The easiest way is of course to have an application that creates the document natively. If you have any doubt, you can always use it to create or modify the file in question. The problem is most of time these wonderful applications run only under non-Unix OS. Here where emulator solves the problem.
What I used nowadays is QEMU. I'm sure you can as well use VMWare, especially since they now have the free VMWare Player, but when I started some time ago the Player did not surface yet. Pre-QEMU, I had to go through the difficulties of using Wine.
My latest endeavor is libwpg, a library which reads WPG (WordPerfect Graphics). It's a vector graphics format (think SVG). WPG files can be created natively using Corel WordPerfect Office (more precisely, with its Presentation application). Here are the steps that I do, assuming I have QEMU installed and ready to use.
First, create a disk image to be use as the "virtual disk". Something like this:
qemu-img create -f qcow vdisk.qcow 500M
and I'd have a half GB of virtual disk. Do not worry that it would consume all the precious disk space. Using the qcow format, the disk grows automatically when necessary. In fact, right after creating it, the size is only 2 KB. Later on when something is installed there, then it will grow itself.
Now since WordPerfect Office needs a Microsoft Windows, we need to install it on that fresh disk. The trick here is to choose an older version of WordPerfect Office (because WPG format is fairly backward and forward compatible) and an ancient version of Microsoft Windows. Both cost quite cheap on ebay. For example, I settled with Windows NT 4.0 SP6 and WordPerfect Office 10 as the guest operating-system and guest application. Bonus, that half GB will be more enough for these two.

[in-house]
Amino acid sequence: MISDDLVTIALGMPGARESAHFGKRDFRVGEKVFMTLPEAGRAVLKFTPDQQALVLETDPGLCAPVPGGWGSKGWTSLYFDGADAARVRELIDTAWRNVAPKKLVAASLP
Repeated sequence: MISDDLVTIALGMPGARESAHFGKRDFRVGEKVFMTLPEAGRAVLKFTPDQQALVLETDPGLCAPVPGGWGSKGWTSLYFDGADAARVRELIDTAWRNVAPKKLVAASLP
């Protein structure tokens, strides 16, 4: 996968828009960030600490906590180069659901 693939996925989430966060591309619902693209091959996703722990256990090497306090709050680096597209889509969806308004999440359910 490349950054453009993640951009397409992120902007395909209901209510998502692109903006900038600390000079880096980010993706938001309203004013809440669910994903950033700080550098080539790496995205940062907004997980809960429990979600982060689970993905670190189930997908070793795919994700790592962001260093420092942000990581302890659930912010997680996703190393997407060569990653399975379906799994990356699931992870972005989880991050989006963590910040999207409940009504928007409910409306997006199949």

So inserts the install CD and run:
qemu -hda vdisk.qcow -cdrom /dev/cdrom -boot d
that will boot our virtual machine from the CD-ROM, thus allowing the installation of the guest operating system. When finished, continue with the guest application. Even without the accelerator module kqemu, everything should run pretty fast on a quite modern machine.
So now that I have WordPerfect Office running on that poor little virtual machine, the next step is to create, open and modify WPG files. The big problem is of course that I have to be able to access it also from my libwpg environment. QEMU's virtual FAT feature nicely solves that. For example, by running it like this:
qemu -hda vdisk.qcow -fda fat:floppy:rw:/home/ariya/vfloppy
then inside the virtualized machine, I'd have access to directory /home/ariya/vfloppy (on the host machine) as if it is a floppy disk (of the guest machine). Beautiful, isn't it?
In old version of QEMU, I have to use the network by either setting up SMB or some file server. This often did not work smoothly. But the above virtual FAT is both painless and flawless.
The obligatory screenshot below - as usual, click to enlarge - shows a simple WPG file opened in Corel WordPerfect Office (its native application) running inside QEMU'ed machine and an SVG file converted from that WPG file opened in Karbon:
Now back to coding.